Africa’s richest man promises to shake up the tanker trades with giant new Nigerian refinery

A new massive refinery under construction in Nigeria is set to change the West African tanker trades with suezmaxes likely the big losers.

Last week, the Nigerian National Petroleum Corporation (NNPC) announced that it will supply 300,000 barrels per day of crude oil to the new 650,000 barrels per day Dangote oil refinery, which is under construction in the Lekki Free Zone on Nigeria’s coast, approximately 30 miles east of the commercial capital of Lagos.

“When it is commissioned, the Dangote refinery, Africa’s largest, will dramatically change the crude oil and refined product balances in Nigeria and the wider West Africa region. This will also have a major impact on the tanker market,” a new report from tanker brokers Poten & Partners explained.

The Dangote refinery is the brainchild of Nigerian businessman Aliko Dangote, the wealthiest person in Africa.

According to Dangote’s website, the huge refinery will be able to meet 100% of Nigeria’s refined product needs and will have a surplus available for export. The company claims that the plant will yield 327,000 barrels per day of gasoline, 244,000 barrels per day of gasoil/diesel, 56,000 barrels per day of jet fuel/kerosene, as well as 290,000 tons per year of propane/LPG when fully operational.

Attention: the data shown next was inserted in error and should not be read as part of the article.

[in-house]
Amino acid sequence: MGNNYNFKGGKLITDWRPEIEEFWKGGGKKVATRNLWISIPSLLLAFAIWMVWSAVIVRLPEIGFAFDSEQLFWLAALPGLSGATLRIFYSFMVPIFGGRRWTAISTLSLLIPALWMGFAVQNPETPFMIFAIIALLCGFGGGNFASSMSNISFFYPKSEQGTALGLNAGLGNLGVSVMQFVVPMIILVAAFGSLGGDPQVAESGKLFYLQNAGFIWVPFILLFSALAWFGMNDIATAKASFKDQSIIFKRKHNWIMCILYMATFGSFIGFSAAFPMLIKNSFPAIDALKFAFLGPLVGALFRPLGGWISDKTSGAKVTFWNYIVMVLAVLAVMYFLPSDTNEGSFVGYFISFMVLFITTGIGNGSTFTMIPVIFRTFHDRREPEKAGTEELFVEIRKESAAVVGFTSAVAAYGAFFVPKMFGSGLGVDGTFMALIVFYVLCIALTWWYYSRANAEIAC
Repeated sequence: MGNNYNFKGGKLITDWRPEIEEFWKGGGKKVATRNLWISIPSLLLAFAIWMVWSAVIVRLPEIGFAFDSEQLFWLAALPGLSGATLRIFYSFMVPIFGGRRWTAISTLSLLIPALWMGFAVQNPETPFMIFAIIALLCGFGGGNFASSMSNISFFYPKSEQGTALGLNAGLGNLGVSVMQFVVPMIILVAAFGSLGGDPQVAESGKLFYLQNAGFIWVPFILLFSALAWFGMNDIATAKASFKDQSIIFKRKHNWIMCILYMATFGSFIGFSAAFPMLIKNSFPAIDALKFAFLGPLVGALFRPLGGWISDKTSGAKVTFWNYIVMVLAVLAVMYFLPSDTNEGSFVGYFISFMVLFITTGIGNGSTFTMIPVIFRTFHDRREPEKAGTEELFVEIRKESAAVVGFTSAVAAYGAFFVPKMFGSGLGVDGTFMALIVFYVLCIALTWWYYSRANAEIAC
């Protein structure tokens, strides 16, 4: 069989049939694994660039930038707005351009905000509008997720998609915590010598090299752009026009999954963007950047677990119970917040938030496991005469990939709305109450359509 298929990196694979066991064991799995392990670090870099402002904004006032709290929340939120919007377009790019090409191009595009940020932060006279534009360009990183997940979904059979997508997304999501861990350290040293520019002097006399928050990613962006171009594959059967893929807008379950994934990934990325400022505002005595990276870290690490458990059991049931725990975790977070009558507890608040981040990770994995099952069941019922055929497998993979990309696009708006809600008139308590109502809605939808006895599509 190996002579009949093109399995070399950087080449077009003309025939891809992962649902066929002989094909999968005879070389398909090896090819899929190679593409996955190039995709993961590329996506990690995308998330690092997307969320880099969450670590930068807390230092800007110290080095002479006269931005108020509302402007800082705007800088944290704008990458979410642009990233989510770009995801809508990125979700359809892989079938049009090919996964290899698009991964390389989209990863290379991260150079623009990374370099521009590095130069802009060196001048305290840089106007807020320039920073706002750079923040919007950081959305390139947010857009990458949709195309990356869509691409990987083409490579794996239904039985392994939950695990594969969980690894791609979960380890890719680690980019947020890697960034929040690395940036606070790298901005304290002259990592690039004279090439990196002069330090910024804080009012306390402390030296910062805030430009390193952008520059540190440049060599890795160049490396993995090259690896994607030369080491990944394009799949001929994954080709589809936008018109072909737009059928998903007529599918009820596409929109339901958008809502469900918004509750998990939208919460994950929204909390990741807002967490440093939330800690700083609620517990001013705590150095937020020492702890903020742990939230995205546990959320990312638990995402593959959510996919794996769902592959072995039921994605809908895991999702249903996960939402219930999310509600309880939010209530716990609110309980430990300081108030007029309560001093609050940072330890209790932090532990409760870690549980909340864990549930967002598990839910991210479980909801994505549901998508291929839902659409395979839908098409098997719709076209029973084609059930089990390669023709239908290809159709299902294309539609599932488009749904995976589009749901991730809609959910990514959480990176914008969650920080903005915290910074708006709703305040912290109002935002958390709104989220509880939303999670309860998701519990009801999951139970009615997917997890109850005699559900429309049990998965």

Suezmaxes have accounted for 75% of Nigeria’s crude exports in recent years, while for products, the impact of the new refinery will be felt on both the LR1 and the MR/handysize segments with imports set to fade.

“While the new refinery being built in Nigeria could be good for the country, the simultaneous demise of crude exports and product imports will be a loss for the Atlantic Suezmax and LR1/MR product tanker trades,” Poten concluded.

Sam Chambers

Starting out with the Informa Group in 2000 in Hong Kong, Sam Chambers became editor of Maritime Asia magazine as well as East Asia Editor for the world’s oldest newspaper, Lloyd’s List. In 2005 he pursued a freelance career and wrote for a variety of titles including taking on the role of Asia Editor at Seatrade magazine and China correspondent for Supply Chain Asia. His work has also appeared in The Economist, The New York Times, The Sunday Times and The International Herald Tribune.


  1. Congratulations Dangote and partners. God willing, when the Tema Oil Refinery is fixed it will be able to supply Ghana’s petroleum needs.

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